Other game modes include the Story Mode – which, shock of shocks is entirely dispensable – and Ghost Battle, which is exactly like Virtua Fighter’s Kumite mode. You face off against computer opponents of varying skills, progress in rank, and buy new items and accessories to customise your fighter. It’s fun but the unpredictably is a bit tampered by the limited range of the AI. Sometimes, it feels like you’re just clearing a swathe of destruction through the roster. Oftentimes they lack the fluidity and changing balance of a real Tekken fight.
That’s where the Online play comes in. It offers you the chance to fight ranked or unranked battles, and really, it’s awesome to take on teams, experiment with tactics, adjust on the fly and more. That is, whenever the system decides to work. Maybe because it’s just started out but disconnects, communication errors and horrendous lag hurt the experience at times. Yes, you’re better off fighting opponents closer to you but wasn’t the point of the World Tekken Federation to provide a global platform for fighters? We’ll hold off further complaints until later, but this is not a good start to the fighting season.
At least the game looks good. I can’t say whether it’s the best looking fighting on the market, but it’s fast and fluid, the animations are spot-on and realistic, and there are no collision detection issues or screen-tearing. The voice acting is decent, along with the sound effects, but the music. Good lord, the music. Never before has there been a more potent combination of “too annoying to forget” and “too bland to care about”.
After six mainstream titles, several off-shoots, portable titles and whatnot, it feels dumb to say Tekken hasn’t done anything new since the changes we got in Tekken 4. But let’s review those changes: Full 3D movement, meaning you were no longer on a stagnant stages. Opponents could be backed into corners, walls could be broken through – this increased the number of strategies or so it was hoped. Either than that, aside from character balancing and move set changes, not much else. In fighting games, there’s a delicate balance you have to adhere to. You can’t change too much to dissuade the groove that veterans carved for themselves. Some people love being able to pick up the game and resume where they left off from (Street Fighter IV, anyone?). But if you forsake everything else for the sake of maintaining that balance till it becomes old and predictable, then what reason is there to pick up the newest game in the series in the first place?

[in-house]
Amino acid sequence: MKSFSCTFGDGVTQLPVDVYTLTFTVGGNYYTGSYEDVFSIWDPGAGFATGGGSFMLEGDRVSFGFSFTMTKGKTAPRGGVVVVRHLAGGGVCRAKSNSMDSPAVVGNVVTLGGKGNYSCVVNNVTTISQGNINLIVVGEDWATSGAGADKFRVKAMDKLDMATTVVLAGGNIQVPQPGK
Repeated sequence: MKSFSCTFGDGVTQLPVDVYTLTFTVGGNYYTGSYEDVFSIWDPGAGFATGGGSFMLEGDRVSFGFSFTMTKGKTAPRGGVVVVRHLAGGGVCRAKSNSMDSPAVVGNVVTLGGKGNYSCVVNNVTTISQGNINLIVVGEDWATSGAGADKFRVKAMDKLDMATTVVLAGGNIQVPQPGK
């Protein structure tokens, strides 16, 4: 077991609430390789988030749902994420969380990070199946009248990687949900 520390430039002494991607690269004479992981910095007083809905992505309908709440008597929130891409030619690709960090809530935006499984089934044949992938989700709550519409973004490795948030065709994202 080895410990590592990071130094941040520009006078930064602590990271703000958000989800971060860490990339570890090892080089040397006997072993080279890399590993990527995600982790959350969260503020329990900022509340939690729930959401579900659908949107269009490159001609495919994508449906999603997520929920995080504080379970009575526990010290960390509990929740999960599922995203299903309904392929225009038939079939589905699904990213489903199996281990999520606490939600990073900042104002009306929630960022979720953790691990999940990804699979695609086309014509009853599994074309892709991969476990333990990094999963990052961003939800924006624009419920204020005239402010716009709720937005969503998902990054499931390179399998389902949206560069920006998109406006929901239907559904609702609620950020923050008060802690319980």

There are arguments that could go on for new content versus new gameplay. But the best way to sum things up? If you like Tekken, you’ll like Tekken Tag Tournament 2 and the sheer wealth of content on offer. If you like serious strategic fighting that’s haunted by it’s own conventions, you’ll be able to get into Tekken. If you’re a grizzled veteran looking for something fresh you won’t find it here, but the gameplay is still fun enough for killing an hour or two online. This isn’t a reinvention of the franchise nor is it the best possible celebration but it’s good enough to engage some friends over and while away a weekend. Just don’t be surprised if you find yourself coming back to it less as time goes by.
This game was reviewed on the Xbox 360.
Looks and feels great. Large roster of characters. Plenty of in-depth fighting but still accessible to newbies.
Plays pretty much like every typical Tekken game in recent memory. Lack of any new revolutionary features. Laggy online mode. Repetitive and awful techno music.
It's Tekken. Neither a celebration nor a tragedy, but still good for a few rounds.